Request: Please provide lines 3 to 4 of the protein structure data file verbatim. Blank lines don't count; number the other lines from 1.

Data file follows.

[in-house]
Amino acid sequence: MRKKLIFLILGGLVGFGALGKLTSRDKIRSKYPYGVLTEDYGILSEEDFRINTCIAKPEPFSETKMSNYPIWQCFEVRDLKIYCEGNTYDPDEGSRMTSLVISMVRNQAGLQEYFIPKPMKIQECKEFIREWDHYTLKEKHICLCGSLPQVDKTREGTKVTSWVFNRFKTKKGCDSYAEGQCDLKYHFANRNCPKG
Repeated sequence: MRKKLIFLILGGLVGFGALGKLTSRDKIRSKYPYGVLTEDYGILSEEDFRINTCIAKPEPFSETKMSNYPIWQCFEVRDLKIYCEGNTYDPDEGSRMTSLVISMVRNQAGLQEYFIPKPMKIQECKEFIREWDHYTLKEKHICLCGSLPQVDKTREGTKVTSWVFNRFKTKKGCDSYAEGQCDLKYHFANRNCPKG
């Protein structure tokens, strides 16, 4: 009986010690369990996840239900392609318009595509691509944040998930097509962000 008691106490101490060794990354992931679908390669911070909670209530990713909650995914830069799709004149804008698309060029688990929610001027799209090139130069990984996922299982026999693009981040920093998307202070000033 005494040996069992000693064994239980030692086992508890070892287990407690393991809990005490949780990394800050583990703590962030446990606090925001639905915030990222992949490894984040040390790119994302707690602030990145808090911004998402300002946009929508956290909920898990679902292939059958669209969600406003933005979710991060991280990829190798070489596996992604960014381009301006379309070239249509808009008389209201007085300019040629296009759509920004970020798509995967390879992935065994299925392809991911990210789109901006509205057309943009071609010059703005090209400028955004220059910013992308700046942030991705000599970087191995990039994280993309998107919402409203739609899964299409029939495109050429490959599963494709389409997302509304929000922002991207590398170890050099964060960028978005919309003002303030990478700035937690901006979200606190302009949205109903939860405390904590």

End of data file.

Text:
Repeated sequence: MRKKLIFLILGGLVGFGALGKLTSRDKIRSKYPYGVLTEDYGILSEEDFRINTCIAKPEPFSETKMSNYPIWQCFEVRDLKIYCEGNTYDPDEGSRMTSLVISMVRNQAGLQEYFIPKPMKIQECKEFIREWDHYTLKEKHICLCGSLPQVDKTREGTKVTSWVFNRFKTKKGCDSYAEGQCDLKYHFANRNCPKG
């Protein structure tokens, strides 16, 4: 009986010690369990996840239900392609318009595509691509944040998930097509962000 008691106490101490060794990354992931679908390669911070909670209530990713909650995914830069799709004149804008698309060029688990929610001027799209090139130069990984996922299982026999693009981040920093998307202070000033 005494040996069992000693064994239980030692086992508890070892287990407690393991809990005490949780990394800050583990703590962030446990606090925001639905915030990222992949490894984040040390790119994302707690602030990145808090911004998402300002946009929508956290909920898990679902292939059958669209969600406003933005979710991060991280990829190798070489596996992604960014381009301006379309070239249509808009008389209201007085300019040629296009759509920004970020798509995967390879992935065994299925392809991911990210789109901006509205057309943009071609010059703005090209400028955004220059910013992308700046942030991705000599970087191995990039994280993309998107919402409203739609899964299409029939495109050429490959599963494709389409997302509304929000922002991207590398170890050099964060960028978005919309003002303030990478700035937690901006979200606190302009949205109903939860405390904590």